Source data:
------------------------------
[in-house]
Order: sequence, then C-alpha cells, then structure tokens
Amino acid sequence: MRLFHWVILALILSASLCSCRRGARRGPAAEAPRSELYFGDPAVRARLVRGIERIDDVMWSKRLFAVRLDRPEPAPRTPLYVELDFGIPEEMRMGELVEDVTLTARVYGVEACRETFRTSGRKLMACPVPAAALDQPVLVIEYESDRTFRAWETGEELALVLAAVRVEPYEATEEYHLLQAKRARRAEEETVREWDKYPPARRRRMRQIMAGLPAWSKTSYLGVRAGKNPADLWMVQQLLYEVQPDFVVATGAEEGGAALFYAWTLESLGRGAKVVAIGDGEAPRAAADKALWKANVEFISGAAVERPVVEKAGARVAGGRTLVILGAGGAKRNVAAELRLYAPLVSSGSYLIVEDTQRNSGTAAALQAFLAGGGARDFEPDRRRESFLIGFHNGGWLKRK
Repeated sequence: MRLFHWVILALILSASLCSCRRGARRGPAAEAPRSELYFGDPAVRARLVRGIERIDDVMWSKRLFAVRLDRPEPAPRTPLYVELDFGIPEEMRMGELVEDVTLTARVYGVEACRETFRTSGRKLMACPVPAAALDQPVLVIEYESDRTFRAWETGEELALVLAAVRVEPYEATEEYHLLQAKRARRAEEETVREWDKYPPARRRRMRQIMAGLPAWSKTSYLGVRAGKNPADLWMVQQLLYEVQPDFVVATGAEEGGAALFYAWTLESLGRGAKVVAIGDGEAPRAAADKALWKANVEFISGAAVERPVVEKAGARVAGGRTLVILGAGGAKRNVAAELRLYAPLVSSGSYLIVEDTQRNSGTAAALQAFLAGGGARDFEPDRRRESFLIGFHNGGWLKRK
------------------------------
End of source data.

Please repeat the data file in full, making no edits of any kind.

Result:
[in-house]
Order: sequence, then C-alpha cells, then structure tokens
Amino acid sequence: MRLFHWVILALILSASLCSCRRGARRGPAAEAPRSELYFGDPAVRARLVRGIERIDDVMWSKRLFAVRLDRPEPAPRTPLYVELDFGIPEEMRMGELVEDVTLTARVYGVEACRETFRTSGRKLMACPVPAAALDQPVLVIEYESDRTFRAWETGEELALVLAAVRVEPYEATEEYHLLQAKRARRAEEETVREWDKYPPARRRRMRQIMAGLPAWSKTSYLGVRAGKNPADLWMVQQLLYEVQPDFVVATGAEEGGAALFYAWTLESLGRGAKVVAIGDGEAPRAAADKALWKANVEFISGAAVERPVVEKAGARVAGGRTLVILGAGGAKRNVAAELRLYAPLVSSGSYLIVEDTQRNSGTAAALQAFLAGGGARDFEPDRRRESFLIGFHNGGWLKRK
Repeated sequence: MRLFHWVILALILSASLCSCRRGARRGPAAEAPRSELYFGDPAVRARLVRGIERIDDVMWSKRLFAVRLDRPEPAPRTPLYVELDFGIPEEMRMGELVEDVTLTARVYGVEACRETFRTSGRKLMACPVPAAALDQPVLVIEYESDRTFRAWETGEELALVLAAVRVEPYEATEEYHLLQAKRARRAEEETVREWDKYPPARRRRMRQIMAGLPAWSKTSYLGVRAGKNPADLWMVQQLLYEVQPDFVVATGAEEGGAALFYAWTLESLGRGAKVVAIGDGEAPRAAADKALWKANVEFISGAAVERPVVEKAGARVAGGRTLVILGAGGAKRNVAAELRLYAPLVSSGSYLIVEDTQRNSGTAAALQAFLAGGGARDFEPDRRRESFLIGFHNGGWLKRK